While working in a K-12 grade school in Daystar School in Juticalpa, Honduras, UW graduate student Nicholas Wynia took photos and produced a video to depict the quirky personalities he encountered while working in the violent region.[/media-credit]

“Many are born and few grow up” is a meaningful bumper sticker attached to many cars in Honduras. It is no secret that Honduras had a troubled past and continues to struggle into the future.

Nicholas Wynia, a UW-Madison graduate student, worked in a grade school in Juticalpa, Honduras, from 2004 to 2005 and saw first-hand just how brutal Honduras can be. 

“It has become more and more violent. It is sort of on the rise, and unfortunately it is a poor country,” Wynia said in a recent interview with The Badger Herald.

Despite Honduras’ hardships, Wynia was able to capture flashes of happiness with the help of his camera. He decided to share his experience and tell a story of life in Honduras with a photography exhibit and accompanying brief video installation. Wynia was able to construct the exhibit with the help of the Arts Institute Judson Award, Illuminate Award and a Blink Grant.

The photographs are a collection of 30 pictures Wynia has taken in Honduras since 2004. 

“The photographs do show some of the positive things and beauty of that country. The main focus is on the area as well as on a curiosity of other people’s experiences. It is an understanding of where other people are coming from as our country and schools get more diverse,” Wynia said. “It is important to know each other.”

Even though Wynia was able to capture the hidden beauty of Honduras, it’s hard to ignore the violence that is also occurring within the country. 

“Honduras is one of the poorest countries in this hemisphere. There are a lot of issues with the growing violence. It’s hard not to see that if you’re living there,” Wynia said.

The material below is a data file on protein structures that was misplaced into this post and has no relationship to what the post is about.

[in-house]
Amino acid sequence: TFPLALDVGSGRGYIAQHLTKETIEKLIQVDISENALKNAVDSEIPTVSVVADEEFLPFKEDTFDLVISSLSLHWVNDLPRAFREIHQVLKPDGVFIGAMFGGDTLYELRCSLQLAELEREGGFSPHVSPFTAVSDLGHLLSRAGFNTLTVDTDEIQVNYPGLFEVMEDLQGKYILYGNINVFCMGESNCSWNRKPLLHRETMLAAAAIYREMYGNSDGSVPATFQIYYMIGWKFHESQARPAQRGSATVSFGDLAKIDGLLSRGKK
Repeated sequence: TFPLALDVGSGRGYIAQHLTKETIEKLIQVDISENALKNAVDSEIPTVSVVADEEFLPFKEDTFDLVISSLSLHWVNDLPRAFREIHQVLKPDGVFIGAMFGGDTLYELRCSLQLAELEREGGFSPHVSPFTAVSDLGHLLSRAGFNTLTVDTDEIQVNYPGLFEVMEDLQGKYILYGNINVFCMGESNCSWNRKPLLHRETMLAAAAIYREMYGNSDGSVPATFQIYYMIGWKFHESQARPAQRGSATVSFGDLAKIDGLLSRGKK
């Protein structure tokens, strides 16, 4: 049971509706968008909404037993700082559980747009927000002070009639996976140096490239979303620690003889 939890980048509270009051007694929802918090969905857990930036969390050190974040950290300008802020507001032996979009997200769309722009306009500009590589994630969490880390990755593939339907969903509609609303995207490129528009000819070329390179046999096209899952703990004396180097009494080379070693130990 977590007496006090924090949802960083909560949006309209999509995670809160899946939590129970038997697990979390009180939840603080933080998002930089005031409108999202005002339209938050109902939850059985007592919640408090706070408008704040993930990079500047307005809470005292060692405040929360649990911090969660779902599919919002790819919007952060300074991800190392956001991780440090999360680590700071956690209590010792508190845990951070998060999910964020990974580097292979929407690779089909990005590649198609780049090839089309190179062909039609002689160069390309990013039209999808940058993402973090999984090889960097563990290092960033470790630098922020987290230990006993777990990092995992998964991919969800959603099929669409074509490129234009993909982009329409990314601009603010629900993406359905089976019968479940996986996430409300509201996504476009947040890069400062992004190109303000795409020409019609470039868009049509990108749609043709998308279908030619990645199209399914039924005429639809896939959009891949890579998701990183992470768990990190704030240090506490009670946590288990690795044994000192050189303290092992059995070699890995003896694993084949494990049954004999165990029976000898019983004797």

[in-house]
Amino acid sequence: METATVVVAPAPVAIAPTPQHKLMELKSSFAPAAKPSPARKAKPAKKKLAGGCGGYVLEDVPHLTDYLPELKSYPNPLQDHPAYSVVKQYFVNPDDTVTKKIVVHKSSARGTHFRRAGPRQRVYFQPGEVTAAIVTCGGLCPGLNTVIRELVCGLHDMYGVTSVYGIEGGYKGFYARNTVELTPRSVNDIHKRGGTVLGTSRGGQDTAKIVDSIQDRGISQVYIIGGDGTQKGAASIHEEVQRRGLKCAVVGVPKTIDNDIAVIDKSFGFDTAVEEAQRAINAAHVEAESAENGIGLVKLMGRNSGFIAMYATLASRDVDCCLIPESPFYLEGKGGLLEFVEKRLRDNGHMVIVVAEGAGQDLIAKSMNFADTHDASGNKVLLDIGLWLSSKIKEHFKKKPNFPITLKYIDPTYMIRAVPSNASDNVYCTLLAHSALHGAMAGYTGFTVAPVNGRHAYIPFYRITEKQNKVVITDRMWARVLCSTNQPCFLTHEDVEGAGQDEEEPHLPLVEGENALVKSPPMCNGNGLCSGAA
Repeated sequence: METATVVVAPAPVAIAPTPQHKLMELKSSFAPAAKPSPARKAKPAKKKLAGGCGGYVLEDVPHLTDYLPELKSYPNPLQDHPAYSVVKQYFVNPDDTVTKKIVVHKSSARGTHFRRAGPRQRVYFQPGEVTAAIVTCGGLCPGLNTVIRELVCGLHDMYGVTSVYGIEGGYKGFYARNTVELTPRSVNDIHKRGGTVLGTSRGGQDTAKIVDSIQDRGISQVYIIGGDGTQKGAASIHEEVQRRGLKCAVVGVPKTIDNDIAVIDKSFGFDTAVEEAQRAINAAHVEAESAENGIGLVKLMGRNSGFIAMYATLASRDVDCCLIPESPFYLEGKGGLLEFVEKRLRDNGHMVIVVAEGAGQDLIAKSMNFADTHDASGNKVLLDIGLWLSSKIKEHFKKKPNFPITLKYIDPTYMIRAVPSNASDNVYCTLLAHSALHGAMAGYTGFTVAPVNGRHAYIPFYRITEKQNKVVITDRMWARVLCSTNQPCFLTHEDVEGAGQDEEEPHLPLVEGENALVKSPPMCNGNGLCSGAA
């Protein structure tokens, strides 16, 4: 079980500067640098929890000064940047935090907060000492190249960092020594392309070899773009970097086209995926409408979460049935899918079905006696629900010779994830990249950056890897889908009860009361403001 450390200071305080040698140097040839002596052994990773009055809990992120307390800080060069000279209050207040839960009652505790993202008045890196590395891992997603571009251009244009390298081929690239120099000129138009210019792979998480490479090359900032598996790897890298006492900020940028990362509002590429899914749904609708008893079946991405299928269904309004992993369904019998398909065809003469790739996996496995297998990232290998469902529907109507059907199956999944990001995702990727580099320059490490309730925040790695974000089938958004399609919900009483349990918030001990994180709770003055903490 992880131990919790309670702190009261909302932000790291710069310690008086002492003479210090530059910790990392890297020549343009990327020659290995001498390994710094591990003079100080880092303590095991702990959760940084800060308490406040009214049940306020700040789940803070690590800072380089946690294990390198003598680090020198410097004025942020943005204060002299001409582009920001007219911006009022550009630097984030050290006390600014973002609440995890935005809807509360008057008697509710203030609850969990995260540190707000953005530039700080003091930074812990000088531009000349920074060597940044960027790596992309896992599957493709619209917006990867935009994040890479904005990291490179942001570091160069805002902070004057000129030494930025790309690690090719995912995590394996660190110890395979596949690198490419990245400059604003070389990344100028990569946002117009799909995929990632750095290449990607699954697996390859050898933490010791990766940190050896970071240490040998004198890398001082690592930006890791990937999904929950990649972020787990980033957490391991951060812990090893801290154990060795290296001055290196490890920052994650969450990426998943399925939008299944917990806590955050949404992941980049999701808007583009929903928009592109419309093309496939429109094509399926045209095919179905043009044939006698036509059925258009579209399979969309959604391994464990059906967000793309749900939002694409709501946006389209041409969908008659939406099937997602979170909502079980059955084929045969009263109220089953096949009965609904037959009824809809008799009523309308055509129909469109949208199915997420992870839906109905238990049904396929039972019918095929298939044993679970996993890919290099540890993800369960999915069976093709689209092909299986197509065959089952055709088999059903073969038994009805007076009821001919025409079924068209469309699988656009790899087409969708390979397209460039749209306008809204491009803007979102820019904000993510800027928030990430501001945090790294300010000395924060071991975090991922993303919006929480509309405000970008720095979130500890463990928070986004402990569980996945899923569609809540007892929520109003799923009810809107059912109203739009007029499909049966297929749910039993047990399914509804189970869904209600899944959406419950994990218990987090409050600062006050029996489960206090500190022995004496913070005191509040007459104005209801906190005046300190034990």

But the increasing violence lead to some powerful pictures to go along with the beautiful ones. 

“There are some large photographs and small photographs of the people, school and teachers. Some of the stronger, larger photographs will grab people’s attention,” Wynia said.

Wynia also produced a video that focuses on the school he previously worked with. 

“The early photographs are a portrait of the county, and the video focuses on the Daystar school and staff. It’s all Honduras students, but it’s a bilingual school. Half their day is in English, and half is in Honduras,” Wynia said. “The video looks at the quirky characters living in this place.”

The exhibit highlights the clash between American and Honduran culture. 

“There is a split between their lifestyle. They don’t feel American; they don’t feel Honduran,” Wynia said. 

The Daystar school was founded in 1988 by two Midwesterners, according to Wynia, which might explain why American culture has found its way into this school.

The overall atmosphere of the exhibit is a mix between sorrow, violence and happiness. There is a tragic point of view that derives from the seriousness of the violence and poverty that 

Honduras is facing, but happiness from the quirky characters the video highlights. Wynia describes the exhibit as people who are trying to carve out a life for themselves by doing good.

But though the exhibit may feature the more desolate aspects of Honduran culture and cause thoughtful reflection, it’s not a charity or fundraiser, but rather a learning experience. 

“It’s not raising money. It’s just sort of an opportunity,” Wynia said. “I thought it would be interesting for people to see an educational experience in a different place in the world.”

The exhibit will open at Madison East High School’s library on April 11.